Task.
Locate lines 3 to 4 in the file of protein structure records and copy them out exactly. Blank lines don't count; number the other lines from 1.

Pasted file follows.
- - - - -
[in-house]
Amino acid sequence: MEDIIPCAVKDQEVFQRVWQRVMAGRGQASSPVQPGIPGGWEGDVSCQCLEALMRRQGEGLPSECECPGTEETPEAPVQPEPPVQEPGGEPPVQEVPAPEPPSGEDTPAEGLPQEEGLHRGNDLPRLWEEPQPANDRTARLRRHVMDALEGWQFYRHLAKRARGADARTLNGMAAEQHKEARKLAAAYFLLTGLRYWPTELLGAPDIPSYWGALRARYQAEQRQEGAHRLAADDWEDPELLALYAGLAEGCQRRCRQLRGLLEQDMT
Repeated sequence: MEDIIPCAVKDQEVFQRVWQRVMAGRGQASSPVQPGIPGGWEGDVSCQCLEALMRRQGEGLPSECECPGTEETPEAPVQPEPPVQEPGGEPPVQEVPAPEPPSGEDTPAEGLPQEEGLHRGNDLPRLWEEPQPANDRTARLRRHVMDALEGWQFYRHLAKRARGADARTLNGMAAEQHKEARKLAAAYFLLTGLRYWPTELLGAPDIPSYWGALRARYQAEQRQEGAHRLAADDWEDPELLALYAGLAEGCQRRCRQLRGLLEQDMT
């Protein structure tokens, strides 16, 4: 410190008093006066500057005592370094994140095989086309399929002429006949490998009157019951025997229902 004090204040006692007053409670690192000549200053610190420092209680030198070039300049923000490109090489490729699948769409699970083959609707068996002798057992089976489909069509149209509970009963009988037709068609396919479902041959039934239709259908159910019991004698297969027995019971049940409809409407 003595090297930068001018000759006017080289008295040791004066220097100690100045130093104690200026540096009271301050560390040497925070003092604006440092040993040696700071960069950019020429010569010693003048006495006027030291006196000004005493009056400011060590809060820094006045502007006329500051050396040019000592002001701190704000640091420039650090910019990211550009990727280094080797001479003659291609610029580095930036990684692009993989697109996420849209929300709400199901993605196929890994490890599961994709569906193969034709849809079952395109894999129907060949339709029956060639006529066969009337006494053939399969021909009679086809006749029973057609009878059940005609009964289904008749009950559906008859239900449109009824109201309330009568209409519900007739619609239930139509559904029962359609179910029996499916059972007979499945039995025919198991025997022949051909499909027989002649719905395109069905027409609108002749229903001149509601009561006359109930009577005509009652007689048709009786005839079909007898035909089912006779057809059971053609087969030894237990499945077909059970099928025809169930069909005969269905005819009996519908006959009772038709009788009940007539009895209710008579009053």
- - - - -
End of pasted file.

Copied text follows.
Repeated sequence: MEDIIPCAVKDQEVFQRVWQRVMAGRGQASSPVQPGIPGGWEGDVSCQCLEALMRRQGEGLPSECECPGTEETPEAPVQPEPPVQEPGGEPPVQEVPAPEPPSGEDTPAEGLPQEEGLHRGNDLPRLWEEPQPANDRTARLRRHVMDALEGWQFYRHLAKRARGADARTLNGMAAEQHKEARKLAAAYFLLTGLRYWPTELLGAPDIPSYWGALRARYQAEQRQEGAHRLAADDWEDPELLALYAGLAEGCQRRCRQLRGLLEQDMT
């Protein structure tokens, strides 16, 4: 410190008093006066500057005592370094994140095989086309399929002429006949490998009157019951025997229902 004090204040006692007053409670690192000549200053610190420092209680030198070039300049923000490109090489490729699948769409699970083959609707068996002798057992089976489909069509149209509970009963009988037709068609396919479902041959039934239709259908159910019991004698297969027995019971049940409809409407 003595090297930068001018000759006017080289008295040791004066220097100690100045130093104690200026540096009271301050560390040497925070003092604006440092040993040696700071960069950019020429010569010693003048006495006027030291006196000004005493009056400011060590809060820094006045502007006329500051050396040019000592002001701190704000640091420039650090910019990211550009990727280094080797001479003659291609610029580095930036990684692009993989697109996420849209929300709400199901993605196929890994490890599961994709569906193969034709849809079952395109894999129907060949339709029956060639006529066969009337006494053939399969021909009679086809006749029973057609009878059940005609009964289904008749009950559906008859239900449109009824109201309330009568209409519900007739619609239930139509559904029962359609179910029996499916059972007979499945039995025919198991025997022949051909499909027989002649719905395109069905027409609108002749229903001149509601009561006359109930009577005509009652007689048709009786005839079909007898035909089912006779057809059971053609087969030894237990499945077909059970099928025809169930069909005969269905005819009996519908006959009772038709009788009940007539009895209710008579009053």